You know, picture book authors and teachers have oodles in common. We all love kids, we’re often underpaid, and we deal with constant parent criticism. Really, we could be twins. Except teachers must get groomed and dressed every morning while we authors get to lounge around in jammies all day. (Sorry, it’s one of the professional perks.)
That’s why I was surprised when I spoke to a group of 50 teachers last week and not a single one had ever used Skype in the classroom. We’re not so twinsy after all?
I connect with a lot of teachers online, so I mistakenly assumed that a majority already took advantage of this technology. But I learned that lack of time and resources—plus occasional lack of the internet—means Skype doesn’t get utilized. Some schools even have privacy concerns and other rules preventing its use.
But that’s too bad! Why should it be? If schools can’t afford to bring an author in to speak, Skype provides a free next-best-thing alternative. Author Kate Messner maintains a list of authors who offer free 15-minute Skypes, and a searchable database of Skype-able authors is available at skypeanauthor.wikifoundry.com. With World Read Aloud Day approaching on March 5, think of how excited students will be to hear an author read their own book. It’s magical. Kids consider authors the “rock stars” of the written word.
Just ask Shannon McClintock Miller’s students. She’s District Teacher Librarian at Van Meter Community School in Van Meter, Iowa and has invited authors/illustrators into her library via Skype for the last six years!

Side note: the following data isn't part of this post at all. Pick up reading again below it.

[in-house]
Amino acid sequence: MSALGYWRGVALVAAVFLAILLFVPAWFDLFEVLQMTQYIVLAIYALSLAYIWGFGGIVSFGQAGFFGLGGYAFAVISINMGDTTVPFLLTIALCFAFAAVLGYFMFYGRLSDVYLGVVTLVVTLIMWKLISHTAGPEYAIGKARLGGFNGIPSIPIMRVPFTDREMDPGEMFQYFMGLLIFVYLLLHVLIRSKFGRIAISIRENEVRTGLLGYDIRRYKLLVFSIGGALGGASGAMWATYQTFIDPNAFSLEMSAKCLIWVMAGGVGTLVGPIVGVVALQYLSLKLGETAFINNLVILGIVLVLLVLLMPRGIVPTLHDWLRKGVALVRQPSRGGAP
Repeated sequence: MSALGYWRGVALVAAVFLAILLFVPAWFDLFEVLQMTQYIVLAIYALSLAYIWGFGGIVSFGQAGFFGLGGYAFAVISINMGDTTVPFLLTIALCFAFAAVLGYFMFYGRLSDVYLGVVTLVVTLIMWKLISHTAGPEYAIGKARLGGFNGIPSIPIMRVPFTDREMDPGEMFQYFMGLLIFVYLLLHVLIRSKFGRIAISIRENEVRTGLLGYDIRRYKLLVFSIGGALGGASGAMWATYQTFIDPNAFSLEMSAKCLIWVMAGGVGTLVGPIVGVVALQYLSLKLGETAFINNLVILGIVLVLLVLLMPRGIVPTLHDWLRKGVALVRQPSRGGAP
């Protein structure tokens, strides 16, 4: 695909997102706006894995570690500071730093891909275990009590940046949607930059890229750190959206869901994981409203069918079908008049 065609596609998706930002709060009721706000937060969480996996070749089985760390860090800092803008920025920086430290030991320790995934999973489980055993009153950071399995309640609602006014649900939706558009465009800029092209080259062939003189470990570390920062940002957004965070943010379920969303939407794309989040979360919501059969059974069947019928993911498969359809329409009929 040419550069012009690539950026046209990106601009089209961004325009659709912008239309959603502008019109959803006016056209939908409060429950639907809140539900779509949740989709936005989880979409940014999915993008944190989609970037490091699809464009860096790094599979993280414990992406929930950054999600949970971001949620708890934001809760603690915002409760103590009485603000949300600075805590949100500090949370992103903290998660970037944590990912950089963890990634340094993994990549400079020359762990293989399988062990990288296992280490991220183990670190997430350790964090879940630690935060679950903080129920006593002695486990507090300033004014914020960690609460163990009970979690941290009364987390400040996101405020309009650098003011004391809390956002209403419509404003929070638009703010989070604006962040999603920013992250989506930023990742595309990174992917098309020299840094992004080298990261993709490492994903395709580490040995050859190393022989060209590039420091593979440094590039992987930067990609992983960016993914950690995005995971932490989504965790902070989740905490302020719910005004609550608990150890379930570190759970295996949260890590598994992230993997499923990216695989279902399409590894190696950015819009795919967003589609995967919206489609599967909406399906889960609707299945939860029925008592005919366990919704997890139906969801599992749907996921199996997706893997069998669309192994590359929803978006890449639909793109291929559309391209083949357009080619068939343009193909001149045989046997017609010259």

I asked Shannon a few questions to help other teachers get started with their own Skype program…
Shannon, what can a teacher do if their administration is skeptical about Skype?
If the administration is resistant, teachers need to show examples, show the importance, show the impact it can have on the students. They also need to reassure them that the kids are safe, that they know what they are doing…that they understand the “digital citizenship” impact.
When we started out, we practiced Skyping into each others’ rooms. I would read from my library office to the kids down the hall over Skype. We were then able to teach them about Skype, how to behave, that it was just an “extension” of their classroom. All those silly behaviors that we see at first when kids are put in front of a camera can be talked about and addressed. Make sure your administraion knows this.
The impact of bringing in not just authors, but other experts and professionals, takes the library or classroom outside of the four walls and into the world. It brings the children experiences that they might not have otherwise.
What is your Skype set-up like?
We have a computer with a camera and that is what I use. I have it connected to a projector so the kids can see the author or visitor. You don’t have to have a fancy set up to make this work. It can be simple. And kids can also gather around the laptop on the table, which is what we usually do because they like to be close to the author. Also, it’s very important to have speakers set up. Have the kids be able to come up easily and ask questions, too.